Essential workers demand voice in Harris County Commissioners Court over COVID-19

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A year and a half after the start of the COVID-19 pandemic, local low-wage frontline workers are asking the Harris County Commissioners Court to create a council of essential workers.

The council would communicate the unique needs and experiences of essential workers in an official capacity to Harris County commissioners and help formulate policy recommendations.

Critical workers have been disproportionately exposed to the disease during the pandemic and are in industries that rely heavily on the workforce of immigrants and people of color, according to UT Health and the Center for Migration Studies.

“Workers have no say in the decision-making process to ensure the safety of workers and their families,” said Mirna Blanco, a longtime janitor, in Spanish.

Seven workers’ rights groups are pushing for the creation of the council. They represent guards, airport staff, construction and domestic workers and others on the front lines of the pandemic.

Laura Perez-Boston, organizing director of the Workers Defense Project, said during the pandemic she heard terrible stories from its members, most of whom work in the construction industry. In one incident, workers had to use porta pots that were not cleaned regularly.

“Forget the hand sanitizer, they don’t even have soap and water and sanitary conditions,” she said.

Perez-Boston said that while local officials may regularly hear from CEOs and industry leaders, they may not have as much direct contact with the experiences and struggles of workers.

She said that in the construction industry, for example, the common practice of hiring subcontractors to build homes and commercial properties means that executives in those areas may be blind to specific conditions on the job site.

“I think the point is that the expertise and day-to-day experience of workers is what should inform policy decisions rather than someone at the top of a job chain who might know the industry but not know. the daily details of what it looks like. “said Perez-Boston.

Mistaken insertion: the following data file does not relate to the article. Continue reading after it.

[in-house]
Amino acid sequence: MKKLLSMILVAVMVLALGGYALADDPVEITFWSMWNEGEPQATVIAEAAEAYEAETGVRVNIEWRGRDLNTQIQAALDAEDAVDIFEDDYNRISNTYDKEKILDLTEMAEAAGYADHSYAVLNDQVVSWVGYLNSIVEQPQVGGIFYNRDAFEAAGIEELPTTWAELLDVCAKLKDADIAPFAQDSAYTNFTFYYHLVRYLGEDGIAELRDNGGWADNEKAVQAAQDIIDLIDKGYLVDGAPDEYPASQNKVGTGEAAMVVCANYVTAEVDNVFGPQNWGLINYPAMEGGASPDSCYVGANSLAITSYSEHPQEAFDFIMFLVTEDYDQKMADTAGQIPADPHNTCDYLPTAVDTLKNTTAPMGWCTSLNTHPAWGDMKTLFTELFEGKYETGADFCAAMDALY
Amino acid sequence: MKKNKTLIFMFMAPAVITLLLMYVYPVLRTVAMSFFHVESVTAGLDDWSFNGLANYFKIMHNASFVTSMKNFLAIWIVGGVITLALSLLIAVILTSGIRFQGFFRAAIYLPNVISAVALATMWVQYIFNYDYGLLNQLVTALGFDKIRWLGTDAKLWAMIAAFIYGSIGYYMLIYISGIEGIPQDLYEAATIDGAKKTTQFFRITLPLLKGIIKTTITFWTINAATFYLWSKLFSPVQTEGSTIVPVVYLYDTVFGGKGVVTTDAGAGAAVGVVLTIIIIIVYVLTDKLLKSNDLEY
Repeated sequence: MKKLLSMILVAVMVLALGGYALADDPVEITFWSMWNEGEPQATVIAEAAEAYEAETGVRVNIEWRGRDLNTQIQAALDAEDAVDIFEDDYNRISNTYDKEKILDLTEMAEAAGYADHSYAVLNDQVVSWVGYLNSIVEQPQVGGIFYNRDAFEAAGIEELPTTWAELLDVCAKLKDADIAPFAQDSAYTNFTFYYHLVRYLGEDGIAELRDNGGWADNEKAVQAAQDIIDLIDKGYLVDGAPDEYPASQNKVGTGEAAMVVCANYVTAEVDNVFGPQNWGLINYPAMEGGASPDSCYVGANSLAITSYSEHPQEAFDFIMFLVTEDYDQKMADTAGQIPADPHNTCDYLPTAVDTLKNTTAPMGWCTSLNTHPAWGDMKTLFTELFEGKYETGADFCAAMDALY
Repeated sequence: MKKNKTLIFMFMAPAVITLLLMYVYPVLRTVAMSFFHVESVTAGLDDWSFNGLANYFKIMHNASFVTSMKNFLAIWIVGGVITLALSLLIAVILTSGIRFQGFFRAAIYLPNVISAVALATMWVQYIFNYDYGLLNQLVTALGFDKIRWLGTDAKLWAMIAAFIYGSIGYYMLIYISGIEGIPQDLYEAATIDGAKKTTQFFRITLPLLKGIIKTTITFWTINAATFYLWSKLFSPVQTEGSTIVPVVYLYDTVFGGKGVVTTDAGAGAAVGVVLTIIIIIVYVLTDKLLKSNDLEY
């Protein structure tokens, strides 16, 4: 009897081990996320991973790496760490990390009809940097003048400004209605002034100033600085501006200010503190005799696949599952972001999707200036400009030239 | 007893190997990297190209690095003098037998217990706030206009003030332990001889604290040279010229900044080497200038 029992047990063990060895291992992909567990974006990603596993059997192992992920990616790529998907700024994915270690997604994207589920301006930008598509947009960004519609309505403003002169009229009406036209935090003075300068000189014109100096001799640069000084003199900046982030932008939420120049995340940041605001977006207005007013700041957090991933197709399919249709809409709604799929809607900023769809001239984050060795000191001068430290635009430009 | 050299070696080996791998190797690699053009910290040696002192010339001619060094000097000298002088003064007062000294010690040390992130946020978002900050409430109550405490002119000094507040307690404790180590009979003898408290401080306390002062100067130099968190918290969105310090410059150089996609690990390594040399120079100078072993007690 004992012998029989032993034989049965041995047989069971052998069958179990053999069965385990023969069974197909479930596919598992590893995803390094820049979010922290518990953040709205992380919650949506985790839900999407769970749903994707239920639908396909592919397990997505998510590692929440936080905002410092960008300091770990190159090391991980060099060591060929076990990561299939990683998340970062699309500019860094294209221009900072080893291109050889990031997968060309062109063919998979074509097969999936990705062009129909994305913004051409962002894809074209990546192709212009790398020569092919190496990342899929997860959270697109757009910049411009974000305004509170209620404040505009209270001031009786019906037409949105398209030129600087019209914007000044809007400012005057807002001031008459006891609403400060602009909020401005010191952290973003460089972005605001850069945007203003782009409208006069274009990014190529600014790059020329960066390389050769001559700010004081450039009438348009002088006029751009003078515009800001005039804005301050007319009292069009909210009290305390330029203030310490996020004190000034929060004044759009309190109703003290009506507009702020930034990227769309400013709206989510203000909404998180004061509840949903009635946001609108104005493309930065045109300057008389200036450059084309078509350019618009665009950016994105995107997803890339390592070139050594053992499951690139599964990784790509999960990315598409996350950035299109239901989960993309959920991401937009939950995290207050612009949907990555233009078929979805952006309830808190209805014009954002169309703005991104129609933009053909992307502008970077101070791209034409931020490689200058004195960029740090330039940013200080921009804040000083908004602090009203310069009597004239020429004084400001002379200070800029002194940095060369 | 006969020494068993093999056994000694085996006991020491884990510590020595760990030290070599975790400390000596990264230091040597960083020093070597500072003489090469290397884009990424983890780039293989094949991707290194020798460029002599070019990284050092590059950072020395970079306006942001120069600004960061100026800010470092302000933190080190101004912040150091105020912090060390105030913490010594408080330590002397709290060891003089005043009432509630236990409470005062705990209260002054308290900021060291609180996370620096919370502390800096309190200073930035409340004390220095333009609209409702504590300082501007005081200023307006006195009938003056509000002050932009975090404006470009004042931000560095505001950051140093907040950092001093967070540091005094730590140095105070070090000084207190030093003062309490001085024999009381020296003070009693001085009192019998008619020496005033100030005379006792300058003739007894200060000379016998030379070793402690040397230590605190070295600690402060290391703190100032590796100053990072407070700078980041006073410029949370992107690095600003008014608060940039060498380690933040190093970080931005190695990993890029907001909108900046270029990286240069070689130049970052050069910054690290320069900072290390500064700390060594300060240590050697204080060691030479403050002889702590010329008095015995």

The board would also raise the voice of immigrant workers, who have specific needs that may be overshadowed or underreported, according to Elsa Caballero, Texas director of the Service Employees International Union.

“In the immigrant community, often (they) don’t even know how to ask for help or are afraid to ask for help or go to the doctor or get tested, because a lot of between them are still living in the shadows, worried about their immigration status, ”she said.

Caballero also said that if created, Harris County would be the first county in the state to create a council specifically for essential workers.

In a written statement, Harris County Judge Lina Hidalgo supported the idea.

“Exploring the creation of an Essential Workers Council is an important priority and the least we can do for workers after what they have endured over the past two years,” Hidalgo said.

Commissioner Rodney Ellis has also expressed interest.

The creation of a workers’ council has not yet been placed on the court’s agenda.

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